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Math Help - Kernel of Transformation?

  1. #1
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    Kernel of Transformation?

    I have the matrix
    1st line [1 0 1 -2]
    2nd line [1 1 -3 4]
    3rd line [3 1 -1 0]
    4th line [4 2 -4 4]
    5th line [0 1 -4 6]

    I need to transform it from R5 to R4, ann then find the base nullity. How do I go about doing this and if possible show a working out. Cheers
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  2. #2
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    Quote Originally Posted by LooNiE View Post
    I have the matrix
    1st line [1 0 1 -2]
    2nd line [1 1 -3 4]
    3rd line [3 1 -1 0]
    4th line [4 2 -4 4]
    5th line [0 1 -4 6]

    I need to transform it from R5 to R4, ann then find the base nullity. How do I go about doing this and if possible show a working out. Cheers
    Let M be that matrix if you define T: \mathbb{R}_4 \to \mathbb{R}_5 by T(\bold{x}) = M\bold{x} you get a linear transformation.

    The nullity of T is \text{dim} \left( \{ \bold{x}\in \mathbb{R}_4 |T(\bold{x}) = \bold{0} \} \right).

    The first step is to turn the system M\bold{x} = \bold{0} to row-reduced echelon form.

    Can you do that first?
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  3. #3
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    Quote Originally Posted by ThePerfectHacker View Post
    Let M be that matrix if you define T: \mathbb{R}_4 \to \mathbb{R}_5 by T(\bold{x}) = M\bold{x} you get a linear transformation.

    The nullity of T is \text{dim} \left( \{ \bold{x}\in \mathbb{R}_4 |T(\bold{x}) = \bold{0} \} \right).

    The first step is to turn the system M\bold{x} = \bold{0} to row-reduced echelon form.

    Can you do that first?
    Ok i tried reducing it, and this is what i got:
    [1 0 1 -2]
    [0 1 -4 -2]
    [0 0 0 8]
    [0 0 0 16]
    [0 0 0 8]
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  4. #4
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    Quote Originally Posted by LooNiE View Post
    Ok i tried reducing it, and this is what i got:
    [1 0 1 -2]
    [0 1 -4 -2]
    [0 0 0 8]
    [0 0 0 16]
    [0 0 0 8]
    When you have the system M\bold{x} = \bold{0} and you are solving for \bold{x}.
    The matrix you end up with is actually:
    \begin{bmatrix} 1&0&1&-2&0 \\ 1&1&-3&4&0 \\ 3&1&-1&0&0 \\ 4&2&-4&4& 0 \\ 0&1&-4&6&0 \end{bmatrix}

    Now if you done the row-reductions (assuming you were correct!) we get:
    \begin{bmatrix} 1&0&1&-2&0\\0&1&-4&-2&0\\0&0&0&8&0\\0&0&0&16&0\\0&0&0&8&0 \end{bmatrix}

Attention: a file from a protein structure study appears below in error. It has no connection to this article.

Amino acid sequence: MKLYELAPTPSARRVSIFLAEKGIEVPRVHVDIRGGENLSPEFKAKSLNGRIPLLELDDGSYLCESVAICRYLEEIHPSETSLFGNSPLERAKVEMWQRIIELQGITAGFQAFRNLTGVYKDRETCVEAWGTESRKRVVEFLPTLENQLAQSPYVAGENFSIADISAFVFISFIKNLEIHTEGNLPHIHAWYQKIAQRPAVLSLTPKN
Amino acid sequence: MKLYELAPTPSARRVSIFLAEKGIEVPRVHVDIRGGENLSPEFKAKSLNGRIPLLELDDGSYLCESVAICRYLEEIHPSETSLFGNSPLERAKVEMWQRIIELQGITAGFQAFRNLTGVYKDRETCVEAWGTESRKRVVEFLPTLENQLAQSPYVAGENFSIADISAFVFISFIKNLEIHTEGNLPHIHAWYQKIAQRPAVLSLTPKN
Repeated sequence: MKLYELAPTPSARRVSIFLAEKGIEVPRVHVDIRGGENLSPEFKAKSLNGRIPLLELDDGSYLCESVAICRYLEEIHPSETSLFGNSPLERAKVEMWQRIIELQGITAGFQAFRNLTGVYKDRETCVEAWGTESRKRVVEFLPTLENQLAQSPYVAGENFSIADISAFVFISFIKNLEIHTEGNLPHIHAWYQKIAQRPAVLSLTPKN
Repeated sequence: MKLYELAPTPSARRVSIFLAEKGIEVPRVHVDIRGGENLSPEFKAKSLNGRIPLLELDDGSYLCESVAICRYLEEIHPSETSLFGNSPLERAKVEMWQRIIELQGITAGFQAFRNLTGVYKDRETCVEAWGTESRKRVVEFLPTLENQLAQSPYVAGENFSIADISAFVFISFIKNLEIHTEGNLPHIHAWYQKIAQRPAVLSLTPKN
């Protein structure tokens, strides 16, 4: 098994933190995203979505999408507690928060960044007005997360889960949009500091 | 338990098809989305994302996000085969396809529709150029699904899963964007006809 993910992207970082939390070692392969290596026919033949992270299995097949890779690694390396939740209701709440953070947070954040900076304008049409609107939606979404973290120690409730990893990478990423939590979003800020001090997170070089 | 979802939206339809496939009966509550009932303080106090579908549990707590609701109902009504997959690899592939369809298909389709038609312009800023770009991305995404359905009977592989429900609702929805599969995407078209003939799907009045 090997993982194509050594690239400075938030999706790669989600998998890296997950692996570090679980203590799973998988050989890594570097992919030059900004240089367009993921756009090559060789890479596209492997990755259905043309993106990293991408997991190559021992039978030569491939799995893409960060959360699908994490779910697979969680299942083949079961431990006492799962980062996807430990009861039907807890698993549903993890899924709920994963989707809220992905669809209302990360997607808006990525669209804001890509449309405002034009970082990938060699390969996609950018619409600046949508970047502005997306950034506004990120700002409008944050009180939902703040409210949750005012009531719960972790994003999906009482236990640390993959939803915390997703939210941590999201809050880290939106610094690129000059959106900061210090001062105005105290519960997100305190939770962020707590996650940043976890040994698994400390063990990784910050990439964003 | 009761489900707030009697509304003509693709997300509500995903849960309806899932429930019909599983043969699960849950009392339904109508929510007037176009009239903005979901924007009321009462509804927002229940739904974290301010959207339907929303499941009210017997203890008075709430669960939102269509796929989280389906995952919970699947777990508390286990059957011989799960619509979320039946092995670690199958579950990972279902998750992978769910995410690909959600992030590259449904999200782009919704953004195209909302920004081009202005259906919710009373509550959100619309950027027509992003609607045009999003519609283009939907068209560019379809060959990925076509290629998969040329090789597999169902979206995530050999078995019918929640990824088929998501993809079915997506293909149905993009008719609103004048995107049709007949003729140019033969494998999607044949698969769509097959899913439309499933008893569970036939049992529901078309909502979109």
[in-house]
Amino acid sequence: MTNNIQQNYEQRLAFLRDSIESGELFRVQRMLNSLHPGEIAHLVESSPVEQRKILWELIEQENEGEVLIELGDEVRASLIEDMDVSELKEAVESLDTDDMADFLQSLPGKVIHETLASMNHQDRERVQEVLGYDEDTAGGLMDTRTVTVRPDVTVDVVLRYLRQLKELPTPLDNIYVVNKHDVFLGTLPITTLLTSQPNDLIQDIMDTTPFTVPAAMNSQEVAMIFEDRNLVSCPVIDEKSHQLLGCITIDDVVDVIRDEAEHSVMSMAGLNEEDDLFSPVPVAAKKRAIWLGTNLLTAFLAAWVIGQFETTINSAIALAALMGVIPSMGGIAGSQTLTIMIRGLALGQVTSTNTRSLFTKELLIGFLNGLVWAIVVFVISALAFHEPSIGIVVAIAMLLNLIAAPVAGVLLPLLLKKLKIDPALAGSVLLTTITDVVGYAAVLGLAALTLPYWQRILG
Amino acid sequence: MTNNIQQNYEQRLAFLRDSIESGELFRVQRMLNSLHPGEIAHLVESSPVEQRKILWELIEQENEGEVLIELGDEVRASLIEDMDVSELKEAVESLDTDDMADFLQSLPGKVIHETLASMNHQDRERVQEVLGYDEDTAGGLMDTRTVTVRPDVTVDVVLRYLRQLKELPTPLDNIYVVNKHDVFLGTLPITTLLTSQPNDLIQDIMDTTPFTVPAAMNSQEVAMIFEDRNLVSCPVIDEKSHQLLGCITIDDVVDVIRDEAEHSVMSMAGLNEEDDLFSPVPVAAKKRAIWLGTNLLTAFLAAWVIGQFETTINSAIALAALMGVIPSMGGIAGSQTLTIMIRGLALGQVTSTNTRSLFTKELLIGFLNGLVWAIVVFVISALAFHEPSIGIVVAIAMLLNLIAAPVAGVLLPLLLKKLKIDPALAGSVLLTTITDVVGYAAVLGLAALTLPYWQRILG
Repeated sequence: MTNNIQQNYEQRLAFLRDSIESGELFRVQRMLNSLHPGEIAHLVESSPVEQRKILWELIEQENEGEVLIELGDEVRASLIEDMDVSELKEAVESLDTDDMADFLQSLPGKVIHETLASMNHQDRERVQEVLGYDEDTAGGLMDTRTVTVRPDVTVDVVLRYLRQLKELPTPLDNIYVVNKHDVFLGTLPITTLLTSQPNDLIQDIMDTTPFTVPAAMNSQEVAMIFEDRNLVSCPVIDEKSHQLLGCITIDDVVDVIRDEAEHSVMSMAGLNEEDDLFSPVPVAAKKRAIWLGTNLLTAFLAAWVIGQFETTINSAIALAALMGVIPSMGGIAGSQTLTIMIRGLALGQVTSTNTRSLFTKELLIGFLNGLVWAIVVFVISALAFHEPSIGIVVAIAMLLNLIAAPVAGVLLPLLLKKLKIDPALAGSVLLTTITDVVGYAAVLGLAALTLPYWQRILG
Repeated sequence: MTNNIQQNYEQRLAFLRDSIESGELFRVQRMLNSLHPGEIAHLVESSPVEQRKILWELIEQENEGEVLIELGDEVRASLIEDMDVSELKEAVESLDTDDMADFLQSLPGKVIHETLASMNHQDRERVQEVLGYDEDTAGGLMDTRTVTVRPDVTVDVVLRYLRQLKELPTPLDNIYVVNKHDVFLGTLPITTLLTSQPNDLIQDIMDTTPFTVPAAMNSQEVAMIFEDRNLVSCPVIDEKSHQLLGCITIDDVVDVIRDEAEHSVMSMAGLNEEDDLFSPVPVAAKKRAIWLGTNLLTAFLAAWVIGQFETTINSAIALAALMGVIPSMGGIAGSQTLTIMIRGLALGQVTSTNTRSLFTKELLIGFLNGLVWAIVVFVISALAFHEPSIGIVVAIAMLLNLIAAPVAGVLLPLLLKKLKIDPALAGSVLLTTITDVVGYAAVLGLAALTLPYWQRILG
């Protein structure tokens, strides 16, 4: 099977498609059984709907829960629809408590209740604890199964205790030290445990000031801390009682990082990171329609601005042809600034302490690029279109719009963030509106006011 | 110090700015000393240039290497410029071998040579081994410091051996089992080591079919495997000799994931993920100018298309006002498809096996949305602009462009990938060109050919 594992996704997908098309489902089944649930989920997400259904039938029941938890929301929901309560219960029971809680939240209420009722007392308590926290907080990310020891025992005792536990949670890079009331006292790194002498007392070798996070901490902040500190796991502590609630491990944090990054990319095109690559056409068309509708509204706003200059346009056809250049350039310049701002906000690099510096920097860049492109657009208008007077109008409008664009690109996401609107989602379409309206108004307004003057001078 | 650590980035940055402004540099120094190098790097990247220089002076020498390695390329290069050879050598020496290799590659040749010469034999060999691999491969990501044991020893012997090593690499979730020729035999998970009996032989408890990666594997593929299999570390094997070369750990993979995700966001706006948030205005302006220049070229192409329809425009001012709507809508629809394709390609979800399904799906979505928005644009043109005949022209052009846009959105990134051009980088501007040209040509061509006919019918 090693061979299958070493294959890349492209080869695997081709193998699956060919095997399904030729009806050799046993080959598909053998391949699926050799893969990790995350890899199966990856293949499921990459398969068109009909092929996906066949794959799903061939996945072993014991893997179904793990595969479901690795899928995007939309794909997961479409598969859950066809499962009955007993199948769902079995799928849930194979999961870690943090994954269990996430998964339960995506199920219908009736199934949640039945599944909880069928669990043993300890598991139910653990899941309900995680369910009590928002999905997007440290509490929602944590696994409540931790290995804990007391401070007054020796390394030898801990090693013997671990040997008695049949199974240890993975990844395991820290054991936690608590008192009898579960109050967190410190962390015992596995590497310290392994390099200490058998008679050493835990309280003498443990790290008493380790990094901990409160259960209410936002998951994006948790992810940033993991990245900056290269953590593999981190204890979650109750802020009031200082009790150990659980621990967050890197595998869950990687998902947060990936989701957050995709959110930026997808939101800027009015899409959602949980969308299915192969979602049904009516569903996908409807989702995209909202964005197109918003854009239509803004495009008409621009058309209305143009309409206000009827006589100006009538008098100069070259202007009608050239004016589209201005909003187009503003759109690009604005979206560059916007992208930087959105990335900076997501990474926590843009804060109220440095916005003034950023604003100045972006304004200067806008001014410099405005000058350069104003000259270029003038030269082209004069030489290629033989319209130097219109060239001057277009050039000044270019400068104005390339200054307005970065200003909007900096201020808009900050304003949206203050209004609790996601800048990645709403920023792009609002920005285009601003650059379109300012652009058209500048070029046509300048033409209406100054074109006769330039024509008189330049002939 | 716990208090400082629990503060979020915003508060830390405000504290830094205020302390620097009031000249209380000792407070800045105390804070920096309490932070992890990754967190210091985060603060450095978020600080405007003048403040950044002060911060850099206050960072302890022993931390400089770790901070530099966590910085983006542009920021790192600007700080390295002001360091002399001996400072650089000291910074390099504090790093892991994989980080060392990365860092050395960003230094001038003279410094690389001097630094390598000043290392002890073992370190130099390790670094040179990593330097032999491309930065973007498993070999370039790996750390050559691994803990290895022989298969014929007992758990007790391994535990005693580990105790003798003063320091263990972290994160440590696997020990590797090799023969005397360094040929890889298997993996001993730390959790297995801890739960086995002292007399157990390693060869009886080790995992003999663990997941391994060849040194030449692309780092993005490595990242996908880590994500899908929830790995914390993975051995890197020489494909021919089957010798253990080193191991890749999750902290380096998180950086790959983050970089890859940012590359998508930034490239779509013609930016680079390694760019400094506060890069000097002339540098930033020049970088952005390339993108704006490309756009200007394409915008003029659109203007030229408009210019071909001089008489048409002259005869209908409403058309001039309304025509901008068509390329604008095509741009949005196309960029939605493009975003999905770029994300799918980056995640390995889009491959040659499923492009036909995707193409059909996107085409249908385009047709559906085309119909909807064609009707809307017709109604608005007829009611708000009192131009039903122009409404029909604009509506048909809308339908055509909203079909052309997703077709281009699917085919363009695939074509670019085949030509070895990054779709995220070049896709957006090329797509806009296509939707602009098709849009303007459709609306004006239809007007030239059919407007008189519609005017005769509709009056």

You can bring the bottom three rows to:
    \begin{bmatrix} 1&0&1&-2&0\\0&1&-4&-2&0\\0&0&0&1&0\\0&0&0&1&0\\0&0&0&1&0 \end{bmatrix}

    However this matrix is still now in row-reduced echelon form.
    We will add the (3rd row \times 2) to 2nd row and 1st row.
    \begin{bmatrix} 1&0&1&0&0\\0&1&-4&0&0\\0&0&0&1&0\\0&0&0&1&0\\0&0&0&1&0 \end{bmatrix}

    Finally, add (2nd row \times -\tfrac{1}{4}) to 1st row:
    \begin{bmatrix} 1&0&0&0&0\\0&1&-4&0&0\\0&0&0&1&0\\0&0&0&1&0\\0&0&0&1&0 \end{bmatrix}

    This tells you that:
    x_1 = 0
    x_2 - 4x_3 = 0
    x_4 = 1.

    Thus, x_1=0,x_4=1,x_2 = 4x_3 (notice that x_3 is "free").
    This means if t\in \mathbb{R} then \bold{x} = \begin{bmatrix}0\\4t\\t\\1 \end{bmatrix} solves M\bold{x} = \bold{0}, and conversely.

    Thus, the nullspace is \left\{ \begin{bmatrix}0\\4t\\t\\1 \end{bmatrix} : t\in \mathbb{R} \right\} = \left\{ t \begin{bmatrix}0\\4\\1\\1 \end{bmatrix} : t\in \mathbb{R}\right\}

    We see the dimension is one, and so the nullity is one.
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  5. #5
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    Exclamation

    Quote Originally Posted by ThePerfectHacker View Post
    When you have the system M\bold{x} = \bold{0} and you are solving for \bold{x}.
    The matrix you end up with is actually:
    \begin{bmatrix} 1&0&1&-2&0 \\ 1&1&-3&4&0 \\ 3&1&-1&0&0 \\ 4&2&-4&4& 0 \\ 0&1&-4&6&0 \end{bmatrix}

    Now if you done the row-reductions (assuming you were correct!) we get:
    \begin{bmatrix} 1&0&1&-2&0\\0&1&-4&-2&0\\0&0&0&8&0\\0&0&0&16&0\\0&0&0&8&0 \end{bmatrix}
    You can bring the bottom three rows to:
    \begin{bmatrix} 1&0&1&-2&0\\0&1&-4&-2&0\\0&0&0&1&0\\0&0&0&1&0\\0&0&0&1&0 \end{bmatrix}

    However this matrix is still now in row-reduced echelon form.
    We will add the (3rd row \times 2) to 2nd row and 1st row.
    \begin{bmatrix} 1&0&1&0&0\\0&1&-4&0&0\\0&0&0&1&0\\0&0&0&1&0\\0&0&0&1&0 \end{bmatrix}

    Finally, add (2nd row \times -\tfrac{1}{4}) to 1st row:
    \begin{bmatrix} 1&0&0&0&0\\0&1&-4&0&0\\0&0&0&1&0\\0&0&0&1&0\\0&0&0&1&0 \end{bmatrix}

    This tells you that:
    x_1 = 0
    x_2 - 4x_3 = 0
    x_4 = 1.

    Thus, x_1=0,x_4=1,x_2 = 4x_3 (notice that x_3 is "free").
    This means if t\in \mathbb{R} then \bold{x} = \begin{bmatrix}0\\4t\\t\\1 \end{bmatrix} solves M\bold{x} = \bold{0}, and conversely.

    Thus, the nullspace is \left\{ \begin{bmatrix}0\\4t\\t\\1 \end{bmatrix} : t\in \mathbb{R} \right\} = \left\{ t \begin{bmatrix}0\\4\\1\\1 \end{bmatrix} : t\in \mathbb{R}\right\}

    We see the dimension is one, and so the nullity is one.
    Ok I checked my working again, and it turns out i was wrong with reducing. The second line is not [0 1 -4 -2] but is [0 1 -4 6]. What does that change?
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  6. #6
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    rref(A) =
    1 0 1 -2
    0 1 -4 6
    0 0 0 0
    0 0 0 0
    0 0 0 0

    rank(A)=2, nullity(A)=2

    ker(A) = span(
    -1 2
    4 -6
    1 0
    0 1
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